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The Government's Role

The U.S. Fish & Wildlife Service works to protect endangered species.

By Karen Fanning | null null , null
A U.S. Fish & Wildlife Service Employee cores timber to promote red-cockaded woodpecker nests in the Okefenokee National Wildlife Refuge in Georgia. (Photo: George Gentry/U.S. Fish & Wildlife Service)
A U.S. Fish & Wildlife Service Employee cores timber to promote red-cockaded woodpecker nests in the Okefenokee National Wildlife Refuge in Georgia. (Photo: George Gentry/U.S. Fish & Wildlife Service)

Today, 1,264 U.S. species are threatened or endangered. Thanks to the U.S. Fish and Wildlife Service, they have a fighting chance at a future.

As a branch of the Department of Interior, the Wildlife Service is the primary governmental agency responsible for protecting and improving our nation's fish, wildlife, and plants, along with their habitats. Among its many assignments, the Wildlife Service is charged with enforcing the Endangered Species Act of 1973 and federal wildlife laws.

It also oversees the country's 95-million-acre National Wildlife Refuge System, which includes 544 national wildlife refuges and thousands of wetlands and other important nature areas. It runs dozens of national fish hatcheries and sets hunting regulations for migratory birds, like ducks.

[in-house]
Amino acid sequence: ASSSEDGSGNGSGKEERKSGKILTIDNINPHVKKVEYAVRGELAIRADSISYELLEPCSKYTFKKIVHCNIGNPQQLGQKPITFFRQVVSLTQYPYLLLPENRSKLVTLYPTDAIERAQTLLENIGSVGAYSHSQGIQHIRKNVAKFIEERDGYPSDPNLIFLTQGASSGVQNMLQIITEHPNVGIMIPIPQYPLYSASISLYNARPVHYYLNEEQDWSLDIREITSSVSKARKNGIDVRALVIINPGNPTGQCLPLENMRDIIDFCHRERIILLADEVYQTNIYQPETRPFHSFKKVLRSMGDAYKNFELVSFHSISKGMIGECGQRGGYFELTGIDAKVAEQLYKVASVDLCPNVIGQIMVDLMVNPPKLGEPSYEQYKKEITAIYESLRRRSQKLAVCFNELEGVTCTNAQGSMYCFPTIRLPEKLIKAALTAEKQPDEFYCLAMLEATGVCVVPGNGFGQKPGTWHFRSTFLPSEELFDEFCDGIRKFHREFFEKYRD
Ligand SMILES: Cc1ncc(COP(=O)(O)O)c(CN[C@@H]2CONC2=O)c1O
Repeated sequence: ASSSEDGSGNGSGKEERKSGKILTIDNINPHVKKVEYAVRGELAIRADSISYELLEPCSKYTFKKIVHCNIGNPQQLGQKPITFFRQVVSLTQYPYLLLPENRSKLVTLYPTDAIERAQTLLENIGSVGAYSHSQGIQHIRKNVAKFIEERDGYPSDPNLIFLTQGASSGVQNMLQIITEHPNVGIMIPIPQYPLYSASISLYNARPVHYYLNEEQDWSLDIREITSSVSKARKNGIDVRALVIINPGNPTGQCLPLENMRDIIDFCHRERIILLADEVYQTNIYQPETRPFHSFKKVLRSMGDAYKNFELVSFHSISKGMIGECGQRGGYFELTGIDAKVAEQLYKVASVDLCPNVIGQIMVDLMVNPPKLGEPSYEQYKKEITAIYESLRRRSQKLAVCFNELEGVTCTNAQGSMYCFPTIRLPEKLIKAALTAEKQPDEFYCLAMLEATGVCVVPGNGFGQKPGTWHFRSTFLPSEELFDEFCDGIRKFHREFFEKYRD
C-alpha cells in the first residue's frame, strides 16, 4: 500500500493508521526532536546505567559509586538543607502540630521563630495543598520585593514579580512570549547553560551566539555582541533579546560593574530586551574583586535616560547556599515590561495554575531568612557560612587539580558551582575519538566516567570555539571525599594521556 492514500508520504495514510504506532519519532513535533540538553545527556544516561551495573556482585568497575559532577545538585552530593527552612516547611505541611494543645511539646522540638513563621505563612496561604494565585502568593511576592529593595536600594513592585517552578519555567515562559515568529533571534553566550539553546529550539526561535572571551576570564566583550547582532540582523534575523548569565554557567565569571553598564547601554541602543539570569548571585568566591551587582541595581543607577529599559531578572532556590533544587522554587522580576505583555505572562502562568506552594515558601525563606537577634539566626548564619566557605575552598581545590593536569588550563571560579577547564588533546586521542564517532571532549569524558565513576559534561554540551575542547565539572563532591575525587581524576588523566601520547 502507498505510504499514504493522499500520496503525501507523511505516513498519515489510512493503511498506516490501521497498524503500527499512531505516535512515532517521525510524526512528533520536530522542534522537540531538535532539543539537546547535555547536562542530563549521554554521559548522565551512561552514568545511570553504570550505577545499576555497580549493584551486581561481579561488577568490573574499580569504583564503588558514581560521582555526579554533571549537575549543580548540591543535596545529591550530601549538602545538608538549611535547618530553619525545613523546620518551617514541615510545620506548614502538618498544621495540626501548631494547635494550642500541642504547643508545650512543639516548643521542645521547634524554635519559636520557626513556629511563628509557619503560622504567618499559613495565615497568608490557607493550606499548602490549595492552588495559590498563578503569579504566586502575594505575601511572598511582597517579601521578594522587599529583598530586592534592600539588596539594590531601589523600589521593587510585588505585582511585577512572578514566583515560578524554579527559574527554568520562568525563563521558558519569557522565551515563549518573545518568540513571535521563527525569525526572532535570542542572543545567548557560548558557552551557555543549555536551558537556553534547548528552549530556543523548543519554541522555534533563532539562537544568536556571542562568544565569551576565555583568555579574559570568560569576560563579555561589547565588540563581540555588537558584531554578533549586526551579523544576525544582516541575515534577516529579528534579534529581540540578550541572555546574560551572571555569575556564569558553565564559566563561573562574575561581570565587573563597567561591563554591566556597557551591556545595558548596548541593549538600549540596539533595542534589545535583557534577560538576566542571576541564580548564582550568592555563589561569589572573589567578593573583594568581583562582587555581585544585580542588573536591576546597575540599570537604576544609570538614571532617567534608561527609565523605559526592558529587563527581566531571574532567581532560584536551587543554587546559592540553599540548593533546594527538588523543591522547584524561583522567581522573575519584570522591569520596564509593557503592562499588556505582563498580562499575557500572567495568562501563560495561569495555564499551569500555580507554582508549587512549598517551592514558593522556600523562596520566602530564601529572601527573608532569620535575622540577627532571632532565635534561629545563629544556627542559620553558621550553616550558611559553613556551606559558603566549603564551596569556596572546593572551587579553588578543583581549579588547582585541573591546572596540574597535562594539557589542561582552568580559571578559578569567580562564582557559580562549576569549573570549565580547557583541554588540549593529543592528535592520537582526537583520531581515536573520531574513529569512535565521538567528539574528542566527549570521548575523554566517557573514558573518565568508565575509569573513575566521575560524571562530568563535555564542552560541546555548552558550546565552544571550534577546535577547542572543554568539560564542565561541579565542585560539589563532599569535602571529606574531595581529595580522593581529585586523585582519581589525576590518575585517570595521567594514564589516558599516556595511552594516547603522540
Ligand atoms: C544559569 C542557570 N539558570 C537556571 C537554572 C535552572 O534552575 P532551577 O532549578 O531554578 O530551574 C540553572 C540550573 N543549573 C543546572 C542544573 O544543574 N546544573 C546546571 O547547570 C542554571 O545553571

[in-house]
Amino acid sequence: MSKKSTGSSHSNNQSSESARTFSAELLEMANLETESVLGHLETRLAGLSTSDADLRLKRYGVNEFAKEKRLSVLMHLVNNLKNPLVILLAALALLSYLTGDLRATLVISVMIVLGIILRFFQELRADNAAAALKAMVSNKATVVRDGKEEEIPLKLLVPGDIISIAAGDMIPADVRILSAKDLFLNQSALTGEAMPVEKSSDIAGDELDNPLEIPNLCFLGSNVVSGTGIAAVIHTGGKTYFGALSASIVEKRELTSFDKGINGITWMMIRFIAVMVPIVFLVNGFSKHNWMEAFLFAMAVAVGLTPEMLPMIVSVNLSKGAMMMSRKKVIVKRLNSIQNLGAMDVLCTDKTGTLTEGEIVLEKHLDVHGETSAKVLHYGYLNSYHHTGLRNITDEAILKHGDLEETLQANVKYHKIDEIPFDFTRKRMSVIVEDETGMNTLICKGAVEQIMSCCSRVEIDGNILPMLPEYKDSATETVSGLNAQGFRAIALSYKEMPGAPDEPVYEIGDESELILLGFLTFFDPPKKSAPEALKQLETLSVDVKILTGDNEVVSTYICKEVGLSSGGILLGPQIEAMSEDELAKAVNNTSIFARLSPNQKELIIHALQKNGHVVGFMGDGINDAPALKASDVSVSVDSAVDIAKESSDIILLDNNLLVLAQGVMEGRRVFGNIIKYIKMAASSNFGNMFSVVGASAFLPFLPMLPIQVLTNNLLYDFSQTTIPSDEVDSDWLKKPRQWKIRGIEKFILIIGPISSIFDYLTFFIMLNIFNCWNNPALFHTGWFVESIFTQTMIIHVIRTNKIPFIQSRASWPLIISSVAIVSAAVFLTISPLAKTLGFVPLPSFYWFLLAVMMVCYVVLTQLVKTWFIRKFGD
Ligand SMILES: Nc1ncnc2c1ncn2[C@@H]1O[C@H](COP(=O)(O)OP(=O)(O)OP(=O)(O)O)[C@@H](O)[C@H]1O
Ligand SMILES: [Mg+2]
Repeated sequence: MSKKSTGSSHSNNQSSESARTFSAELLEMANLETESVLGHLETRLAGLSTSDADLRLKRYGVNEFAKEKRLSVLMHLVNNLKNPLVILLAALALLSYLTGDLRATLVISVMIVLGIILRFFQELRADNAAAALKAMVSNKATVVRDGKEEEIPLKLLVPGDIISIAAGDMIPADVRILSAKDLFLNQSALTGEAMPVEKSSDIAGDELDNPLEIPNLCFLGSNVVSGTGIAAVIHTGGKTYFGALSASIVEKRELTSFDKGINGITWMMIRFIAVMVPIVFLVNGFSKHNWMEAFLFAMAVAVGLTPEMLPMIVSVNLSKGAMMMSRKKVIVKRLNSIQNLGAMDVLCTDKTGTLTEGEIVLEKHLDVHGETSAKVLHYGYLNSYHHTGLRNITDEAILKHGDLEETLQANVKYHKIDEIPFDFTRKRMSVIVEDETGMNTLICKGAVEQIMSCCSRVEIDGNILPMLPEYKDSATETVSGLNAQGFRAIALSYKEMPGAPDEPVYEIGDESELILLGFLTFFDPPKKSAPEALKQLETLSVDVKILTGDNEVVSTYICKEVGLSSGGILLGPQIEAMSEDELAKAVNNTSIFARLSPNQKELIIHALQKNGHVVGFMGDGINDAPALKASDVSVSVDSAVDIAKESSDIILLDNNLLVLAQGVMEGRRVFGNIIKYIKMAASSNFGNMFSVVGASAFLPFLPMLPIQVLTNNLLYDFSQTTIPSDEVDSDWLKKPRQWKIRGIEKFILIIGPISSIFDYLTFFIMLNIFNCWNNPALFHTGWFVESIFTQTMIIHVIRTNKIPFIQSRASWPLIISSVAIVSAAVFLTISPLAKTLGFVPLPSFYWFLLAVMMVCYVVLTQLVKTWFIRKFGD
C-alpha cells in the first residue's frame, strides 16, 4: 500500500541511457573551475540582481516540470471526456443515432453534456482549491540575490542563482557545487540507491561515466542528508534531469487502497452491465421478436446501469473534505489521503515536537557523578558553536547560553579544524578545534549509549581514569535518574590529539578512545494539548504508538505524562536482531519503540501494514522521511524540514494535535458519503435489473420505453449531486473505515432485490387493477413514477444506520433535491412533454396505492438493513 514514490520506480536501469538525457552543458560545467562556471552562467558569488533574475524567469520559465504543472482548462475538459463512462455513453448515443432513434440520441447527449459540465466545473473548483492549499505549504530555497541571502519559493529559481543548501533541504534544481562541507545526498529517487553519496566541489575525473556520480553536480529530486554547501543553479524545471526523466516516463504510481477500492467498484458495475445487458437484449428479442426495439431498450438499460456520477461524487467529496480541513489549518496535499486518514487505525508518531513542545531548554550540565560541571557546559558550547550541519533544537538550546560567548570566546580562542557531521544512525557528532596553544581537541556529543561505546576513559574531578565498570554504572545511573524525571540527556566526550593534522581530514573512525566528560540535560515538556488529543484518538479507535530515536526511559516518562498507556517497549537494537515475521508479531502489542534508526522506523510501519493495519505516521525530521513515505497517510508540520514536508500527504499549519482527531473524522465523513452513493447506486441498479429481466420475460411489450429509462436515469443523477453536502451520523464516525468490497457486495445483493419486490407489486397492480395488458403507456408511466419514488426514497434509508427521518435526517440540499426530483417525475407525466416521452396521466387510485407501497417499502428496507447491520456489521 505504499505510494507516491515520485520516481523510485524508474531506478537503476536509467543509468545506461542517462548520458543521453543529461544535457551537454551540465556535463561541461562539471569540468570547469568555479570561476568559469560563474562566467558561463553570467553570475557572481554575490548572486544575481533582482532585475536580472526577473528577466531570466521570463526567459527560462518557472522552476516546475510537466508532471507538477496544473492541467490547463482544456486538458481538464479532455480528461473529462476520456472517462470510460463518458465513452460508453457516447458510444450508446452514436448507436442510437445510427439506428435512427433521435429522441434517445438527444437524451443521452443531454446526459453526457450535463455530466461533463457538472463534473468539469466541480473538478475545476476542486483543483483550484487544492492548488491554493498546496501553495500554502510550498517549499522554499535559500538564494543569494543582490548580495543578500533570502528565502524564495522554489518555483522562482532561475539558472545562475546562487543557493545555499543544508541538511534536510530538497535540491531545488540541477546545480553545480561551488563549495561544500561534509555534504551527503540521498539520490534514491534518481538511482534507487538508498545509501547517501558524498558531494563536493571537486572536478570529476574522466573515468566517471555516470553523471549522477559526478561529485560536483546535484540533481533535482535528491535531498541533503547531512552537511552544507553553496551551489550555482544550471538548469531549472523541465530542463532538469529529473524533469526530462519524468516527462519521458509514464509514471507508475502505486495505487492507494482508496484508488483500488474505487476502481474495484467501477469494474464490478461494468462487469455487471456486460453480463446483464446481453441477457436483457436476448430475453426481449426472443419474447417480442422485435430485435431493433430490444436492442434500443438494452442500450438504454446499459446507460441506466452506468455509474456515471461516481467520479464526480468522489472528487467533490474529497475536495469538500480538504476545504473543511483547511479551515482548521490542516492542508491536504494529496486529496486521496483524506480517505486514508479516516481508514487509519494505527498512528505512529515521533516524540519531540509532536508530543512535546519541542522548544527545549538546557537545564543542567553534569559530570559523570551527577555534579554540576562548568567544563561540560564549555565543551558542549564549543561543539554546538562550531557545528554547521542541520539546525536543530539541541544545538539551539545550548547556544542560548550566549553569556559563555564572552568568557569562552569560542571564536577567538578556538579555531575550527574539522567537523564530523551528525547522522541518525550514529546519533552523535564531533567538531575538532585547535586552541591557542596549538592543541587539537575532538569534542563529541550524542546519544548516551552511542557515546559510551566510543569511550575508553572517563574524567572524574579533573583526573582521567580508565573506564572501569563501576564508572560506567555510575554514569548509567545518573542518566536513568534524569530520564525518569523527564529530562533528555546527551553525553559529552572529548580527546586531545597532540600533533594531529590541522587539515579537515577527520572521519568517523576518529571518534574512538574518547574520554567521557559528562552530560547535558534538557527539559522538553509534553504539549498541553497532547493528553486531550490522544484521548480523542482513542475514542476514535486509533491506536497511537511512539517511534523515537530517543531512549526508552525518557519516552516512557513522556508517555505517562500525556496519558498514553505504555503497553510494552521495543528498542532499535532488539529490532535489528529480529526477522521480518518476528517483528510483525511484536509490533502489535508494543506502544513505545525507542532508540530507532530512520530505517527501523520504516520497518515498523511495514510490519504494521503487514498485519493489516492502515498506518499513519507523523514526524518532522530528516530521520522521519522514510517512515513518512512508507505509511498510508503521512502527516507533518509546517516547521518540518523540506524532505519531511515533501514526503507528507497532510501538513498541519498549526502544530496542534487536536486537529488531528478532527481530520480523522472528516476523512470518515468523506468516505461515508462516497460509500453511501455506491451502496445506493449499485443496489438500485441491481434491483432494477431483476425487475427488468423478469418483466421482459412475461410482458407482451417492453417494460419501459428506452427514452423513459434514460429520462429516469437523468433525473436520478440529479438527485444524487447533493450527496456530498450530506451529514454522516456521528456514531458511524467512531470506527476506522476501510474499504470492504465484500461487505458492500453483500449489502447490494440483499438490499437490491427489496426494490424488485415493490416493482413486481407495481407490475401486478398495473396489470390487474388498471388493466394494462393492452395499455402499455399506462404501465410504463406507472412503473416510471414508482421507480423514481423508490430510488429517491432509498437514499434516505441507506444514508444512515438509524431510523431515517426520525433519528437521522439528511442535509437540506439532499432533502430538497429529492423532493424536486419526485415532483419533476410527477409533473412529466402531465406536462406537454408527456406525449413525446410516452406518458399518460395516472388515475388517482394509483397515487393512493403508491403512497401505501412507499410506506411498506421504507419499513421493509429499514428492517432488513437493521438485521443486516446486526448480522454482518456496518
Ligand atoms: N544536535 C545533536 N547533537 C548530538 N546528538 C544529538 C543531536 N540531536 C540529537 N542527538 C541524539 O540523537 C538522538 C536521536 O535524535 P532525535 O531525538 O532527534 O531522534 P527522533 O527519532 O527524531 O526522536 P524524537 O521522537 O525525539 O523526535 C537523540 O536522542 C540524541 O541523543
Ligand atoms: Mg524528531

In addition to preserving and reviving wildlife habitats at home, the agency teams up with foreign governments to enhance their conservation work.

The agency's director, Steve Williams, left six months ago to become president of the Wildlife Management Institute in Washington, D.C. President Bush has nominated H. Dale Hall to assume Williams's leadership post. Hall is awaiting confirmation by the U.S. Senate.

The U.S. Fish and Wildlife Service can trace its roots back to 1871 to the U.S. Commission on Fish and Fisheries. It became part of the Department of Interior in 1939.

About the Author

Karen Fanning is a contributing writer for Scholastic News Online.

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